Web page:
Wednesday, July 25, 2007

To sing in a chorus for FREE?

So, after writing my blog entry last night, I sent an email to the opera company requesting what roles and compensation I would be offered in the Resident Artist Program. I got an e-mail today with my offer and a long contract. The roles they have offered are two chorus roles, and one understudy. The other roles for 2008 have yet to be assigned.

The contract goes into great length about how I need to be available at such and such times (15-35 hours a week), or how I can be fired if I change my appearance. Then there are the outreach concerts, but of course not everyone will get to participate, and then there are the Master Classes and Workshops which I am "encouraged" to attend, but if I am going to be absent, I must receive permission.

As usual, the compensation paragraph was vague. I will copy and paste it for you:

(Insert company name here) will not charge a fee nor pay a fee for the program as a whole. However, depending upon the assignments given, a contract may be issued and a fee may be paid (separately contracted role, “going on” as a cover, chorus on tour etc.). In any case the Resident Artist is an independent contractor not an employee of (Insert company name here).

WTF does that mean? I'm not going to get paid to sing in the chorus? I quit my job singing in the CHORUS of the SAN FRANCISCO OPERA to move to NYC to be a soloist. Had I stayed in the SF Opera chorus this year, I would have earned a minimum of $52,000. So, why should I sing in a chorus in NYC for FREE?!?!? Aside from the fact that I would have to take time off of work (i.e. lose money, too) in order to do it.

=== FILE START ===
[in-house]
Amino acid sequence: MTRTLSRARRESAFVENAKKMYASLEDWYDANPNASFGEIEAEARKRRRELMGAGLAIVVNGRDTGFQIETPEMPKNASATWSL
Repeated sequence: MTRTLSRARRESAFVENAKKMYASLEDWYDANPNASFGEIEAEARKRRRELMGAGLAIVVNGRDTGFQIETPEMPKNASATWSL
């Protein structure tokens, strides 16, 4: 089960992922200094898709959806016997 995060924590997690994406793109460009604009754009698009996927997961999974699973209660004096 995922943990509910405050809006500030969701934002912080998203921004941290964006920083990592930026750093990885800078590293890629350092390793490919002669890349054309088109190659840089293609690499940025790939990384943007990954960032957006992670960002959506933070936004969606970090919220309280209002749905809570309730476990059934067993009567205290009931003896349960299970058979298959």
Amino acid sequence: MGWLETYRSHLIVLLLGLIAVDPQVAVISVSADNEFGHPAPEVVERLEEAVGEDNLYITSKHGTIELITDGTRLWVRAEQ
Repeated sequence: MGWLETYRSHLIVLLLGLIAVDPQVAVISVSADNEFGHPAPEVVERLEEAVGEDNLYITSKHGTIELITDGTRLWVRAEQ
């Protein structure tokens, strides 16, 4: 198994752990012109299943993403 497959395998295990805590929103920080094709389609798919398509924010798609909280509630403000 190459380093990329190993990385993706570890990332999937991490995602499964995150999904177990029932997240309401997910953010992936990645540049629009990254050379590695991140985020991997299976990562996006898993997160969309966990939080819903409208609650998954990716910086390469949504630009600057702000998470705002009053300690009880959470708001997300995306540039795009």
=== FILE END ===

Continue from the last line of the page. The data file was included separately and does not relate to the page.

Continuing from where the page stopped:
So, what's the point of the contract if there is no benefit for me?

Tuesday, July 24, 2007

I got a singing gig.... but... where's my contract?

Is it just me, or is life moving in slow motion right now? And no matter what anyone does to fix it, it stays the same speed. I think the batteries in the remote control have died. Or the "resume normal speed" button is broken.

In any case, in June, I had an audition at a reputable opera company in the Upper East Side. It had all the fixings of an audition that would bring about a favorable outcome for me. What were they, you ask?

1. It was a call-back/ make-up audition for those who were too sick the first go-round. That was me. I was still recovering from pneumonia.

2. On a scale of 1-10 with 10 being extremely self-confident, my level of self-confidence was at around 2.

3. While warming up at my house before leaving, I felt a tickle in my throat which quickly became a cough, which became a gag, which became the previous night's dinner in the kitchen sink.

4. My audition time was during morning time, i.e. before noon. That means, my voice was nowhere near 100% performance quality.

5. I sang a mediocre audition. The lyricism was good, but there was nothing really extraordinary about my singing... unless you count the warbling B-flat at the end of the aria.

So on my home, I was thinking about what a crappy day it had been. Little did I know, the events of my crappy audition day would yield a recipe for success.